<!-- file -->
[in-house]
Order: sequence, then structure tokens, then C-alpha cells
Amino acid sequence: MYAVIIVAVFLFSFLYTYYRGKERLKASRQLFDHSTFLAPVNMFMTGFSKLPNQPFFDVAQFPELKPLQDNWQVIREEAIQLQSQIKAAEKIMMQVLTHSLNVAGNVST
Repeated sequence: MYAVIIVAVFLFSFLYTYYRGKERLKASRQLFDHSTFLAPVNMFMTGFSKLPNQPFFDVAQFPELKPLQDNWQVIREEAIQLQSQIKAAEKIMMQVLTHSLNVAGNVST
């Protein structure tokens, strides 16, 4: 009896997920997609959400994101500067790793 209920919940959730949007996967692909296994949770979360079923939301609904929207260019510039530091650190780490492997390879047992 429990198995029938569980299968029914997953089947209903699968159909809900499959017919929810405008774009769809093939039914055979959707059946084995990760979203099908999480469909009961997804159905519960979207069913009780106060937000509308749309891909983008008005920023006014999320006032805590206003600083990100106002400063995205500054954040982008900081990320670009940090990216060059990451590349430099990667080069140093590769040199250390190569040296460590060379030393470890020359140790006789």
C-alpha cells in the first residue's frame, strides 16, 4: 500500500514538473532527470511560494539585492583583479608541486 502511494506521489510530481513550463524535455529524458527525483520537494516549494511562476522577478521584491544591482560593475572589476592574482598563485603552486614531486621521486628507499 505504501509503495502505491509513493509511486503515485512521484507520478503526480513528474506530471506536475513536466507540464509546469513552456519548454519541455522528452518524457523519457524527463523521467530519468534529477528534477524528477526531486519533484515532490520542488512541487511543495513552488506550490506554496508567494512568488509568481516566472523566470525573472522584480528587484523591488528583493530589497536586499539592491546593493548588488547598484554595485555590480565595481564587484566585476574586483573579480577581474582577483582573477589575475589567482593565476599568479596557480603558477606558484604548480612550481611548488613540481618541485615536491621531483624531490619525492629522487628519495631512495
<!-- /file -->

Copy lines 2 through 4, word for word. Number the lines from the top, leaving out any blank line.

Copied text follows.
Order: sequence, then structure tokens, then C-alpha cells
Amino acid sequence: MYAVIIVAVFLFSFLYTYYRGKERLKASRQLFDHSTFLAPVNMFMTGFSKLPNQPFFDVAQFPELKPLQDNWQVIREEAIQLQSQIKAAEKIMMQVLTHSLNVAGNVST
Repeated sequence: MYAVIIVAVFLFSFLYTYYRGKERLKASRQLFDHSTFLAPVNMFMTGFSKLPNQPFFDVAQFPELKPLQDNWQVIREEAIQLQSQIKAAEKIMMQVLTHSLNVAGNVST